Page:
Mexican-American culture is osmosing through South Minneapolis for sure, and it’s in glorious evidence along 42nd Street. Just up the hill from El Colegio, a publicly supported charter high school “rooted in the Latinx experience,” there are two small businesses across the street from each other near the corner with Cedar Avenue. One, Hamburguesas El Gordo, has been around since the fall of 2017, but the other, Dulceria Bakery, just opened in its new location a couple of weeks ago. Hamburguesas El Gordo started as a one-day-a-week home-based business selling just Mexican street-food-style hamburgers, then morphed into a very popular restaurant in Saint Paul’s Payne-Phalen neighborhood. It was more popular with Latinx residents of Minneapolis than with Saint Paulites so the owners were keen to move across the river. They got a chance when Pupuseria La Palmera closed, and they moved into its space. Hamburguesas El Gordo sells a range of slightly Norteño-ized (but only slightly) Mexican street favorites—the El Gordo burger, an equally huge and overloaded hot dog called El Dogo, petite handmade tacos, elote, quesadillas and more. Similarly, Dulceria Bakery is a result of Mexican nostalgia catering to South Minneapolis tastes, both Latinx and non. The owner is A woman named Dulce, which of course is “sweet” in Spanish. She grew up in Mexico City, married an Anglo guy from the U.S., and ended up being a teacher and a mom in the Standish neighborhood of Minneapolis. She started baking to … well, wait, let’s hear it in her own words from the website: “When I became a mom, I began to bake Mexican pastries that I couldn’t find easily in Minneapolis—such as pan de muerto for Day of the Dead—to teach my kids about the tradiciones I grew up with. After a 13-year career working at a local college, I found myself looking for a new way to build comunidad, celebrate milestones, and share what Mexico has to offer. The outcome? Dulceria Bakery!” At first, too, Dulceria was a home-based business, products sold by pre-order or through the Midtown and Linden Hills Farmers Markets. Dulceria’s first brick-and-mortar spot is in the little 42nd Street building that was The Original Sandwich Shop, and the Colossal Cafe before that. Dulceria uses traditional recipes, but also offers vegan and/or gluten-free versions of a lot of them. They are open Wednesday through Sunday from 7 a.m. to 1 p.m. Check out their menu on the website at https://dulceriabakery.com.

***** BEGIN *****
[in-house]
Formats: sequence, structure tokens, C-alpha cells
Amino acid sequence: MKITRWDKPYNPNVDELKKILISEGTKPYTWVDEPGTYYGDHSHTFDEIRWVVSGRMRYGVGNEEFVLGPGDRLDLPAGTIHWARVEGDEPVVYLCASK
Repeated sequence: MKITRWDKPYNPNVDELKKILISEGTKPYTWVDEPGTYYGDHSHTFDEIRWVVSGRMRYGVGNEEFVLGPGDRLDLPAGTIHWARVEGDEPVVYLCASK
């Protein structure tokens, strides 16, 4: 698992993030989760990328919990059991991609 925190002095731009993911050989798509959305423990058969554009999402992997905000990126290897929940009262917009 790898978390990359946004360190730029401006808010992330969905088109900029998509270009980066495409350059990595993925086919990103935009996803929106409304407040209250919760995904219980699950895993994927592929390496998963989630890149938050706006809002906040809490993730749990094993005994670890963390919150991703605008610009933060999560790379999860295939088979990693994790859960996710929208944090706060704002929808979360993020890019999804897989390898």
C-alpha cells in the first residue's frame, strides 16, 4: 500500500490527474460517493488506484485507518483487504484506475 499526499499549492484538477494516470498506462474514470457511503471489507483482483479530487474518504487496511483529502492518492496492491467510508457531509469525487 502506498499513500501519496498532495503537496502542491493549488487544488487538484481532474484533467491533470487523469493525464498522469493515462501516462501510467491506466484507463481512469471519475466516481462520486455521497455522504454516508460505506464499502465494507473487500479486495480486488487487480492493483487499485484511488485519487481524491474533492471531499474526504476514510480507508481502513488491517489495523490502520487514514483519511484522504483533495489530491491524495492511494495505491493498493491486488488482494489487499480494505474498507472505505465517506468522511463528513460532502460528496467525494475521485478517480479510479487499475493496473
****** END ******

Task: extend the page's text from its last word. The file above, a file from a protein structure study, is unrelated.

Another source of fine Mexican food in the area is the food truck Viva Mexico Taqueria, which can be found most weekdays and Saturdays from lunchtime to late afternoon along East 42nd Street. Last time we saw it, it was in the parking lot of the Hudson Hardware store at 2900 E. 42nd St., and doing a good bit of business with attendees at a Saturday afternoon football-related event at Roosevelt High School. Along with tacos, the truck sells fajitas and other popular Mexican-style fast foods. This is the same business that used to be inside Flag Foods (next door) before they got a truck. They are very popular on Yelp.
Here is a random selection of other businesses worth checking out, some of which are new, and some of which we just haven’t revisited in a while. Print-n-Stitch is an independent business offering graphic design, screen printing and custom machine embroidery on a huge range of products for sports teams, corporations and charitable organizations. Although they have a storefront presence, at 2810 E. 42nd St., it’s not really a showroom or a retail looking setup, so I think the thing to do is contact them via phone or website and make an appointment? The website is large and thorough and seems to cover all the bases. This business is owned by Aric Hay and has been in its location about 12 years.